The Salvation Army targets adolescent substance abuse

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Chicago facility offers recovery option for girls and boys ages 13–17.

By Alma Bahman –

The adolescent brain often draws comparisons to a car with a fully functioning gas pedal but weak brakes. The gas pedal (reward system) is fully developed, but the brakes (prefrontal cortex) have not fully matured. Because of this, the adolescent years mark a critical period of vulnerability to substance use disorders.

In Chicago’s Humboldt Park neighborhood, 34 percent of the community is under the age of 20. So when The Salvation Army opened the Freedom Center in September 2015, Laura Garcia, now its Director of Clinical Programs, said she knew The Salvation Army was a perfect partner to help this vulnerable population. The 188,000-square-foot community center is also home to the Harbor Light Center, The Salvation Army’s adult rehabilitation program, which started serving adolescents ages 13–17 at the start of 2016.

Adolescents receive referrals to the Harbor Light Center from the city’s probation department, their schools or their parents. A counselor sets up a detailed assessment that examines the adolescent’s home life, school life, developmental disabilities and any other social or economic challenges. The duration of weekly counseling sessions then depend on the individual’s case.

While the symptoms of substance abuse disorders are the same in adolescents and adults, treating adolescents requires a tailored response. Studies show that teen substance abuse stems from low self-esteem, peer pressure, and personal views on the risks and approval of substances. Research also suggests the greater the parental involvement, the lower the levels of substance abuse among adolescents.

“Sometimes, parents may not understand what recovery is,” said Bob Carty, Director of Clinical Programs at the Hazelden Betty Ford Clinic. “They want their old Johnny back, but he doesn’t exist anymore.”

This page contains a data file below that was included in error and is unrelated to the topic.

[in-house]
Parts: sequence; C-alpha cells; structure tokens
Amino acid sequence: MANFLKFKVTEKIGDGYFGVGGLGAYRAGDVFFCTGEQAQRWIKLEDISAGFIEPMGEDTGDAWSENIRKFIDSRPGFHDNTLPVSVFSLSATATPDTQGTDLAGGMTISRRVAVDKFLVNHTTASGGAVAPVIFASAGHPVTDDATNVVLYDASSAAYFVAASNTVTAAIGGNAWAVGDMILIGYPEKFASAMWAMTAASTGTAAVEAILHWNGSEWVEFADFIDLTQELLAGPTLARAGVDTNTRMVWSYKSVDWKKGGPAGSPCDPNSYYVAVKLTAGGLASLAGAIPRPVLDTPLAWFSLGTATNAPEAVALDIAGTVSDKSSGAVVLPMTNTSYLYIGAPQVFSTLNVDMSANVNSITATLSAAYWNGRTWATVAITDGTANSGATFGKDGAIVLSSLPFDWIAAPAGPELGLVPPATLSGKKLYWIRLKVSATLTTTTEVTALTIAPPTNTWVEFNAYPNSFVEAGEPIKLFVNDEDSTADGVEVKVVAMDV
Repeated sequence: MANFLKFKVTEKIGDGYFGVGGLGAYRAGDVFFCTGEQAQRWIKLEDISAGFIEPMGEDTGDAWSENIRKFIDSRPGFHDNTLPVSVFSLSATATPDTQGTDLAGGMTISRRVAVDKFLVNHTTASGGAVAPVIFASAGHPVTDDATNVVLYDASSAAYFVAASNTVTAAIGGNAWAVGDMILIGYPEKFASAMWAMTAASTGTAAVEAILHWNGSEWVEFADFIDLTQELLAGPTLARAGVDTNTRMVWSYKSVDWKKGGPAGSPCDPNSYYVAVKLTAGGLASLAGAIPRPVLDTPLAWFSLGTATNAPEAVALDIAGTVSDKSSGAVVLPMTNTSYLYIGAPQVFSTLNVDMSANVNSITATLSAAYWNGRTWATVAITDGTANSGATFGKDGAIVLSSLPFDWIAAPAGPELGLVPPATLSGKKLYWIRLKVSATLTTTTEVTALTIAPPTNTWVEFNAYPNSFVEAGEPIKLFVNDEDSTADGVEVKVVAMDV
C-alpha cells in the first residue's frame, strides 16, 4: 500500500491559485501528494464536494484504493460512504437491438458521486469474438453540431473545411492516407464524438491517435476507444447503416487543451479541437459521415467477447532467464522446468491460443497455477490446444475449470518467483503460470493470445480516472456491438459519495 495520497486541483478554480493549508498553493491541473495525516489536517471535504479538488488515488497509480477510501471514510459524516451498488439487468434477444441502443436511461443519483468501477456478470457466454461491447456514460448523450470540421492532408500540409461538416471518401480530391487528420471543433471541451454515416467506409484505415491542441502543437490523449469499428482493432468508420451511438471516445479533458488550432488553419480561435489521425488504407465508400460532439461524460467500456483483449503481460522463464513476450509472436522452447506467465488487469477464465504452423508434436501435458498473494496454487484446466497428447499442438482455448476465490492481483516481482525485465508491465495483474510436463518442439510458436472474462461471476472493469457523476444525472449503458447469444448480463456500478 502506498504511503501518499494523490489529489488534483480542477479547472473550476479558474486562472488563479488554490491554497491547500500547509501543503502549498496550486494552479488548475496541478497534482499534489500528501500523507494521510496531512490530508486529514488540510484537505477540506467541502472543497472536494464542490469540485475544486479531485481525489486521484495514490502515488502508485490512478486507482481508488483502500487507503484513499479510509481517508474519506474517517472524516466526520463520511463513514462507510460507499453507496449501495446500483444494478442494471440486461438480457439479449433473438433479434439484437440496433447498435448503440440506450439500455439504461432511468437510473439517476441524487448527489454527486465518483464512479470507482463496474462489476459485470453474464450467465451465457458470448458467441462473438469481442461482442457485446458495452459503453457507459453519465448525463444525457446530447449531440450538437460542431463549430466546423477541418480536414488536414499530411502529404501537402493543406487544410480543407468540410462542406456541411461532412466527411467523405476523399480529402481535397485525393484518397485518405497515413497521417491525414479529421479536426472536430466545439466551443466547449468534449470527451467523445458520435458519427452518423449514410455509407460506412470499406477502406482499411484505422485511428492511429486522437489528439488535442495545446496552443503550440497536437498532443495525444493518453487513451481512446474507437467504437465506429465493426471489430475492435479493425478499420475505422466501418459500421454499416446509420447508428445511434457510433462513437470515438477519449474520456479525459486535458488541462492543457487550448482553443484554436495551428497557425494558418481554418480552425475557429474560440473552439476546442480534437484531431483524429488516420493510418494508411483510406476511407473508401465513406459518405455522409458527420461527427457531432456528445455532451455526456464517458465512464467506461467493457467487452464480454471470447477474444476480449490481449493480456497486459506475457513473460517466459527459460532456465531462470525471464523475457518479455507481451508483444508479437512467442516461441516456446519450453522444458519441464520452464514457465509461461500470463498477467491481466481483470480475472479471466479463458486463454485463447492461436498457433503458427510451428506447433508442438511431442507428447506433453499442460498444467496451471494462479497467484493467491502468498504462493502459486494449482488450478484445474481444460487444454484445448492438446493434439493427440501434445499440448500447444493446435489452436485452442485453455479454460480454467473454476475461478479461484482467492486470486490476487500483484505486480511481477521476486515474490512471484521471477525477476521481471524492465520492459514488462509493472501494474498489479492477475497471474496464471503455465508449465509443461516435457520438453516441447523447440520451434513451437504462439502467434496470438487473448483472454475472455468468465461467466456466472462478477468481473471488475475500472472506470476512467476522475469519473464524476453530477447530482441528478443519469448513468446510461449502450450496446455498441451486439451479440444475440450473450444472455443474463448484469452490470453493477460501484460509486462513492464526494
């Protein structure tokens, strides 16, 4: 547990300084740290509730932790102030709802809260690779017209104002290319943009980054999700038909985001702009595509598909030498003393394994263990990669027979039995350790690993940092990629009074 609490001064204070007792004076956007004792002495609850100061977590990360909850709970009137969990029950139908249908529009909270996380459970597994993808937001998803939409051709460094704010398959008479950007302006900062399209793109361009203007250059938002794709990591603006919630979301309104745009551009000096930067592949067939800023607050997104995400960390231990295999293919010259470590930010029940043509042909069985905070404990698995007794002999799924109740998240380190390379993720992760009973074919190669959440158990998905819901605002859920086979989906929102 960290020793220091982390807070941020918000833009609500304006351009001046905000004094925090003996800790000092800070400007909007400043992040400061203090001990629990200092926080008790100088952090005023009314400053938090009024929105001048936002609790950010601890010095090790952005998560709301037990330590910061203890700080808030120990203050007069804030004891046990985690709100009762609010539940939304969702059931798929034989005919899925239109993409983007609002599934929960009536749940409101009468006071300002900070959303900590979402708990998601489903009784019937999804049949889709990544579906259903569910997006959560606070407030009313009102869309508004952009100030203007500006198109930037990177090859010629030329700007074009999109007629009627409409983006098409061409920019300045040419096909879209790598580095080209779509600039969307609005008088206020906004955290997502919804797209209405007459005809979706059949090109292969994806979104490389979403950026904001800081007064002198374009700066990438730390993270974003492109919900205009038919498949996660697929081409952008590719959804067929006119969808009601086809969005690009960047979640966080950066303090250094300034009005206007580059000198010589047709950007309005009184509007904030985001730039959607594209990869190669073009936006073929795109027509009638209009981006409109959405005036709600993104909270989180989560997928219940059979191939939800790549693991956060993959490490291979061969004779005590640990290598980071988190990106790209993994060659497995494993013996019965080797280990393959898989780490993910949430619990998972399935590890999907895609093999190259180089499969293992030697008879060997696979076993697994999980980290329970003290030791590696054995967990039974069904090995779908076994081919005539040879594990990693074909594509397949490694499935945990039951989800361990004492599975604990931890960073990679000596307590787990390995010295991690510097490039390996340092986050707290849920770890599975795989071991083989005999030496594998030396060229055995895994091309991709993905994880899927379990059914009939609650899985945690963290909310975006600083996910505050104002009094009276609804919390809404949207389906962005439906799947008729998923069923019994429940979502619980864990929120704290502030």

For adolescents at the Harbor Light Center, Garcia said, it’s not uncommon for the parents to have their own substance abuse problems.

“Our adolescents report that their parents aren’t able to provide basic needs, like winter clothing,” Garcia said. “We offer an opportunity to talk to a trained and experienced counselor to help increase their self efficacy, and help them make better choices. We’re exposing them to the tools that are available.”

The effort includes supporting the adolescent’s broader life needs, such as those related to medical, psychological and social well-being, as well as housing, school and transportation.  

Despite the frequent challenges of mindset and dedication in this population, even a chance at recovery may make the difference for some. For instance, Harbor Light Center takes referrals from Chicago’s probation department; sessions with a counselor are more desirable than paying a fine or receiving a harsher punishment.

“The reality is that actual treatment programs are few and far between,” Carty said. “That becomes a little bit more of a problem because sometimes adolescents do need to be out of their home environments to work on their addiction and recovery. We could use more recovery homes, like halfway houses. There are voids in those kinds of resources.”

Though still in its infancy, the program officials have lofty ambitions.

“The next step is to strengthen the referral system, to reach the families and utilize the services The Salvation Army has,” Garcia said.

That means building stronger programs through the Freedom Center to connect adolescents with mentors, art therapists, basketball teams and other social activities to aid in their recovery.

“From the day we opened our doors, our staff sees these adolescents as children of God,” Garcia said. “We’ve been here extra hours to make sure a child can get a snack or help them get home safe, and maybe find a way to get them the care they need.”

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